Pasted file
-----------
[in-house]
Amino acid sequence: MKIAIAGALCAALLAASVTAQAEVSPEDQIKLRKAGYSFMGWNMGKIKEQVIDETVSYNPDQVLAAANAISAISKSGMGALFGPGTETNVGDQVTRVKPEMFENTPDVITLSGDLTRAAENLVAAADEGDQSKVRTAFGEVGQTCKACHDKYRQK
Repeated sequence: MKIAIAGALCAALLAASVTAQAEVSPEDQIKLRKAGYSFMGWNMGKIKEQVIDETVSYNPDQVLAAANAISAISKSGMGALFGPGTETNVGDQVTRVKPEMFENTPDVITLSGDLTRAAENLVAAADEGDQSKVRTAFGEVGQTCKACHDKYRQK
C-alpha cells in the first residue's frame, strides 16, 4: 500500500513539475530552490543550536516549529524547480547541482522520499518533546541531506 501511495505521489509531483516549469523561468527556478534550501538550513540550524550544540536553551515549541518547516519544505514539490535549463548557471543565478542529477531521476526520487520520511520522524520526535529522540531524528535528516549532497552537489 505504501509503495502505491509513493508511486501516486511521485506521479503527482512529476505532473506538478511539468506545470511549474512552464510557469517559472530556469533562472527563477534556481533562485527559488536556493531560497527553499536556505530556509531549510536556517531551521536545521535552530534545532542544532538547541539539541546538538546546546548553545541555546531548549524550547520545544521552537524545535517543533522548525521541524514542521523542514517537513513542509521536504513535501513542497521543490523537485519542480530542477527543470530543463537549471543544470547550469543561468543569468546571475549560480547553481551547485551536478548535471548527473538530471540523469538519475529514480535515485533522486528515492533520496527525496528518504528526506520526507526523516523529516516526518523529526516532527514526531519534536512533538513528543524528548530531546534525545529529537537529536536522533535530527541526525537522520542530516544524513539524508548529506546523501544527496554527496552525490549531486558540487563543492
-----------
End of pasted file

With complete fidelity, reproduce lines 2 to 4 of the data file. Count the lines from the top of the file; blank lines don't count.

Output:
Amino acid sequence: MKIAIAGALCAALLAASVTAQAEVSPEDQIKLRKAGYSFMGWNMGKIKEQVIDETVSYNPDQVLAAANAISAISKSGMGALFGPGTETNVGDQVTRVKPEMFENTPDVITLSGDLTRAAENLVAAADEGDQSKVRTAFGEVGQTCKACHDKYRQK
Repeated sequence: MKIAIAGALCAALLAASVTAQAEVSPEDQIKLRKAGYSFMGWNMGKIKEQVIDETVSYNPDQVLAAANAISAISKSGMGALFGPGTETNVGDQVTRVKPEMFENTPDVITLSGDLTRAAENLVAAADEGDQSKVRTAFGEVGQTCKACHDKYRQK
C-alpha cells in the first residue's frame, strides 16, 4: 500500500513539475530552490543550536516549529524547480547541482522520499518533546541531506 501511495505521489509531483516549469523561468527556478534550501538550513540550524550544540536553551515549541518547516519544505514539490535549463548557471543565478542529477531521476526520487520520511520522524520526535529522540531524528535528516549532497552537489 505504501509503495502505491509513493508511486501516486511521485506521479503527482512529476505532473506538478511539468506545470511549474512552464510557469517559472530556469533562472527563477534556481533562485527559488536556493531560497527553499536556505530556509531549510536556517531551521536545521535552530534545532542544532538547541539539541546538538546546546548553545541555546531548549524550547520545544521552537524545535517543533522548525521541524514542521523542514517537513513542509521536504513535501513542497521543490523537485519542480530542477527543470530543463537549471543544470547550469543561468543569468546571475549560480547553481551547485551536478548535471548527473538530471540523469538519475529514480535515485533522486528515492533520496527525496528518504528526506520526507526523516523529516516526518523529526516532527514526531519534536512533538513528543524528548530531546534525545529529537537529536536522533535530527541526525537522520542530516544524513539524508548529506546523501544527496554527496552525490549531486558540487563543492